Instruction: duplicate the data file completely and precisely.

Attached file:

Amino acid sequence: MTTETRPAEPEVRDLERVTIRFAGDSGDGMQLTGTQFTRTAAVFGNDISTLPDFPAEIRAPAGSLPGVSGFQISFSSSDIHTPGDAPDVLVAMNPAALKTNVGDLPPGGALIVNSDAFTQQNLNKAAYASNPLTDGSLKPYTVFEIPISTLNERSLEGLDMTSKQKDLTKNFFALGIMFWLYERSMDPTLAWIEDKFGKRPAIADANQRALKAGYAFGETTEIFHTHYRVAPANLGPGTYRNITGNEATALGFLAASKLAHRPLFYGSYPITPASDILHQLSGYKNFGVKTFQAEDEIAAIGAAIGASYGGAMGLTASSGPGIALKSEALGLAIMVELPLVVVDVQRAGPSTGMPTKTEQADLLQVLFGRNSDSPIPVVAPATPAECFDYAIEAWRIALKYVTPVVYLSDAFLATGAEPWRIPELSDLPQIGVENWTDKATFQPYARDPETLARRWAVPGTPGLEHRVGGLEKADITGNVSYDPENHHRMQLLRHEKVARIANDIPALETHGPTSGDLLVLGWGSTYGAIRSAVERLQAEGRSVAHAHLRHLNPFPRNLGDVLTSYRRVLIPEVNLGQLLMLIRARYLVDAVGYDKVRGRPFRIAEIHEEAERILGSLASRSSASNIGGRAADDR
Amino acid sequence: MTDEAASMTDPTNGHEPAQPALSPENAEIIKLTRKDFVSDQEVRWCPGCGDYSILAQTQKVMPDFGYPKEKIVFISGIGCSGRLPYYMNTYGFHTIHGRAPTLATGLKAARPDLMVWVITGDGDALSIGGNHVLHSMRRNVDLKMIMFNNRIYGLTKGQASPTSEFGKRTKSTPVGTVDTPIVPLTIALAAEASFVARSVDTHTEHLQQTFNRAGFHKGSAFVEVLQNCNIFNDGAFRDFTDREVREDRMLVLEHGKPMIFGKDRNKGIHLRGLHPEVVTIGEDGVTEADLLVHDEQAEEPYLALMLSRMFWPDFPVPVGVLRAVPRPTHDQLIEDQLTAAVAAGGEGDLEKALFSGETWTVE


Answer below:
Amino acid sequence: MTTETRPAEPEVRDLERVTIRFAGDSGDGMQLTGTQFTRTAAVFGNDISTLPDFPAEIRAPAGSLPGVSGFQISFSSSDIHTPGDAPDVLVAMNPAALKTNVGDLPPGGALIVNSDAFTQQNLNKAAYASNPLTDGSLKPYTVFEIPISTLNERSLEGLDMTSKQKDLTKNFFALGIMFWLYERSMDPTLAWIEDKFGKRPAIADANQRALKAGYAFGETTEIFHTHYRVAPANLGPGTYRNITGNEATALGFLAASKLAHRPLFYGSYPITPASDILHQLSGYKNFGVKTFQAEDEIAAIGAAIGASYGGAMGLTASSGPGIALKSEALGLAIMVELPLVVVDVQRAGPSTGMPTKTEQADLLQVLFGRNSDSPIPVVAPATPAECFDYAIEAWRIALKYVTPVVYLSDAFLATGAEPWRIPELSDLPQIGVENWTDKATFQPYARDPETLARRWAVPGTPGLEHRVGGLEKADITGNVSYDPENHHRMQLLRHEKVARIANDIPALETHGPTSGDLLVLGWGSTYGAIRSAVERLQAEGRSVAHAHLRHLNPFPRNLGDVLTSYRRVLIPEVNLGQLLMLIRARYLVDAVGYDKVRGRPFRIAEIHEEAERILGSLASRSSASNIGGRAADDR
Amino acid sequence: MTDEAASMTDPTNGHEPAQPALSPENAEIIKLTRKDFVSDQEVRWCPGCGDYSILAQTQKVMPDFGYPKEKIVFISGIGCSGRLPYYMNTYGFHTIHGRAPTLATGLKAARPDLMVWVITGDGDALSIGGNHVLHSMRRNVDLKMIMFNNRIYGLTKGQASPTSEFGKRTKSTPVGTVDTPIVPLTIALAAEASFVARSVDTHTEHLQQTFNRAGFHKGSAFVEVLQNCNIFNDGAFRDFTDREVREDRMLVLEHGKPMIFGKDRNKGIHLRGLHPEVVTIGEDGVTEADLLVHDEQAEEPYLALMLSRMFWPDFPVPVGVLRAVPRPTHDQLIEDQLTAAVAAGGEGDLEKALFSGETWTVE